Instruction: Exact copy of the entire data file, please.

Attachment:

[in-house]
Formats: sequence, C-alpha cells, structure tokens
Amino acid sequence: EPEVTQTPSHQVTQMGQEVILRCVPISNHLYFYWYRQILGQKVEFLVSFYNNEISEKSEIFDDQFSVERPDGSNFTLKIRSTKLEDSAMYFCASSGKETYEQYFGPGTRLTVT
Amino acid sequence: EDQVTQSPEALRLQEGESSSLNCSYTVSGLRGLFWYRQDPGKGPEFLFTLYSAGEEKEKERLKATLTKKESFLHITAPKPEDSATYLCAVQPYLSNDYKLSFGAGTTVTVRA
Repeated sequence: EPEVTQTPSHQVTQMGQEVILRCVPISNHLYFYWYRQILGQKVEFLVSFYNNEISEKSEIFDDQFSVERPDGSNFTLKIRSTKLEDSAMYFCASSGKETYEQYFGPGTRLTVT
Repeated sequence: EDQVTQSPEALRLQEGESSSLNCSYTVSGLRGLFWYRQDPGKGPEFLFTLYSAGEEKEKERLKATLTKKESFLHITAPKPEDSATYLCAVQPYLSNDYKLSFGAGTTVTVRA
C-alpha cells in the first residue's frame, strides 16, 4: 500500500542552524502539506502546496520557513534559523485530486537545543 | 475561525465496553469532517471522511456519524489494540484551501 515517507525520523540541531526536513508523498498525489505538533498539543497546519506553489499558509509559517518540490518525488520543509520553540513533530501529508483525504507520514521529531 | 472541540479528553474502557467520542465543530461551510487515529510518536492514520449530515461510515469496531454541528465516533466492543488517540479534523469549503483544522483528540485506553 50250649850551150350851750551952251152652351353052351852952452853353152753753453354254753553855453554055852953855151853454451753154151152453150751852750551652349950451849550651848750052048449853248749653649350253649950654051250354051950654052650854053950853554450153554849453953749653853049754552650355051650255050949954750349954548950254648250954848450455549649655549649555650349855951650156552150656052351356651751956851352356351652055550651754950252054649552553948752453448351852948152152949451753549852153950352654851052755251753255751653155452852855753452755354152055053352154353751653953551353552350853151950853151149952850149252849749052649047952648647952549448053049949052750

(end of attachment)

[in-house]
Formats: sequence, C-alpha cells, structure tokens
Amino acid sequence: EPEVTQTPSHQVTQMGQEVILRCVPISNHLYFYWYRQILGQKVEFLVSFYNNEISEKSEIFDDQFSVERPDGSNFTLKIRSTKLEDSAMYFCASSGKETYEQYFGPGTRLTVT
Amino acid sequence: EDQVTQSPEALRLQEGESSSLNCSYTVSGLRGLFWYRQDPGKGPEFLFTLYSAGEEKEKERLKATLTKKESFLHITAPKPEDSATYLCAVQPYLSNDYKLSFGAGTTVTVRA
Repeated sequence: EPEVTQTPSHQVTQMGQEVILRCVPISNHLYFYWYRQILGQKVEFLVSFYNNEISEKSEIFDDQFSVERPDGSNFTLKIRSTKLEDSAMYFCASSGKETYEQYFGPGTRLTVT
Repeated sequence: EDQVTQSPEALRLQEGESSSLNCSYTVSGLRGLFWYRQDPGKGPEFLFTLYSAGEEKEKERLKATLTKKESFLHITAPKPEDSATYLCAVQPYLSNDYKLSFGAGTTVTVRA
C-alpha cells in the first residue's frame, strides 16, 4: 500500500542552524502539506502546496520557513534559523485530486537545543 | 475561525465496553469532517471522511456519524489494540484551501 515517507525520523540541531526536513508523498498525489505538533498539543497546519506553489499558509509559517518540490518525488520543509520553540513533530501529508483525504507520514521529531 | 472541540479528553474502557467520542465543530461551510487515529510518536492514520449530515461510515469496531454541528465516533466492543488517540479534523469549503483544522483528540485506553 50250649850551150350851750551952251152652351353052351852952452853353152753753453354254753553855453554055852953855151853454451753154151152453150751852750551652349950451849550651848750052048449853248749653649350253649950654051250354051950654052650854053950853554450153554849453953749653853049754552650355051650255050949954750349954548950254648250954848450455549649655549649555650349855951650156552150656052351356651751956851352356351652055550651754950252054649552553948752453448351852948152152949451753549852153950352654851052755251753255751653155452852855753452755354152055053352154353751653953551353552350853151950853151149952850149252849749052649047952648647952549448053049949052750